Classic Capsule: Days of Heaven (1978)

The primary difference between Terrence Malick’s early work and his later work (i.e., post-20-year hiatus) is that both of his early films were immaculately-conceived, highly-engaging narratives, whereas all of his later films were only the former. And yet, you kind of get the sense that abstract expressionism has always been where Terrence Malick’s head was … that Hollywood and its big-budget demands were simply a means to an end, if not the overriding reason Malick went into self-imposed exile in the first place.

Whereas Malick’s first film, Badlands, was widely recognized – at least by critics – as a landmark piece of cinema, Days of Heaven struggled to find its footing early on. Rumor has it Malick originally wanted Al Pacino, Dustin Hoffman, or even John Travolta cast in the lead role; that when he and producer Bert Schneider eventually settled on a young Richard Gere, there were constant disagreements concerning how the character (Bill) should look, talk and behave. Rumor has it that the production process was tedious; that the film ran well over budget; that Malick took more than a year and a half to complete the final editing process; that Paramount originally considered the finished product little more than a box-office flop.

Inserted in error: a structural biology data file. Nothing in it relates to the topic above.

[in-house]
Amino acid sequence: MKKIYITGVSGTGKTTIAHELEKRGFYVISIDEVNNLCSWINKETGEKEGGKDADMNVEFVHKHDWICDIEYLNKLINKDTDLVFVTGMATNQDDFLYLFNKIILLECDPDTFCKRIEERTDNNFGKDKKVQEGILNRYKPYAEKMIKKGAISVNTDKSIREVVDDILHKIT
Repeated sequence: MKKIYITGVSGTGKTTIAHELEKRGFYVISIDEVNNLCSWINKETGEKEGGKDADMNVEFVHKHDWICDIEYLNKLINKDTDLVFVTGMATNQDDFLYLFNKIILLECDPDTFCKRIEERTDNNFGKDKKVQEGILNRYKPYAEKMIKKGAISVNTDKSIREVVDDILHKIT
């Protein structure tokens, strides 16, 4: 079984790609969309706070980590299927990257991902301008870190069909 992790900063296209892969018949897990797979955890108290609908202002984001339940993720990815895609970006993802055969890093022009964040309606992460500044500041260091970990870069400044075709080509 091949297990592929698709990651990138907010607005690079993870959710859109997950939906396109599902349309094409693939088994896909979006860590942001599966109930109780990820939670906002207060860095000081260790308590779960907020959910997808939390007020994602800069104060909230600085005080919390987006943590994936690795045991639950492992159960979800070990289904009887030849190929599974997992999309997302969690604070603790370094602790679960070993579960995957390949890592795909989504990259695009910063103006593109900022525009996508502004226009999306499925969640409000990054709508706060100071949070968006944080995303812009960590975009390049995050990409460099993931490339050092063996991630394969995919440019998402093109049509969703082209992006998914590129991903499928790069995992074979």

But I digress.

The majority of location shoots for Days of Heaven were filmed in Alberta, Canada, during the early morning hours or much later in the day, toward twilight. Malick wanted to create a primrose effect, as if the horizon were perpetually on fire (cameras facing southeast during the morning and northwest at night). He blocked out almost every shot as if to avoid the sun entirely. Coincidentally, Days of Heaven became the first major motion picture to design its entire production schedule around the daylight hours (with rehearsals for subsequent scenes taking place throughout the afternoon).

Days of Heaven is the closest Terrence Malick has ever come to any type of Biblical homage. The film includes an honest man, who yields a wealthy harvest. It includes a band of sinners, who visit a plague upon the rich man’s house. It includes the Old Testament notion that Eden is burning. It includes the New Testament notion that he who lives by the sword shall die by it, as well. And yet, Days of Heaven also includes a storyline via which the poor are actually feeding off the rich and every mortal act of vengeance is rendered purely incidental.

Days of Heaven isn’t Malick’s best film (that honor will more than likely always belong to Badlands), but it’s easily better than anything he’s put out since then, which is saying something, really, given the critically-acclaimed body of work Malick has accumulated over the years. While the precise craftsmanship of Malick’s work has continued to evolve in time, the linear narrative and dialogue have pretty much withered away completely. In a sense, the modern movie-going public went one way, and Terrence Malick, the other. All of which renders Days of Heaven an even more important piece of cinema as time marches on.

(Days of Heaven is currently available for streaming via Netflix.)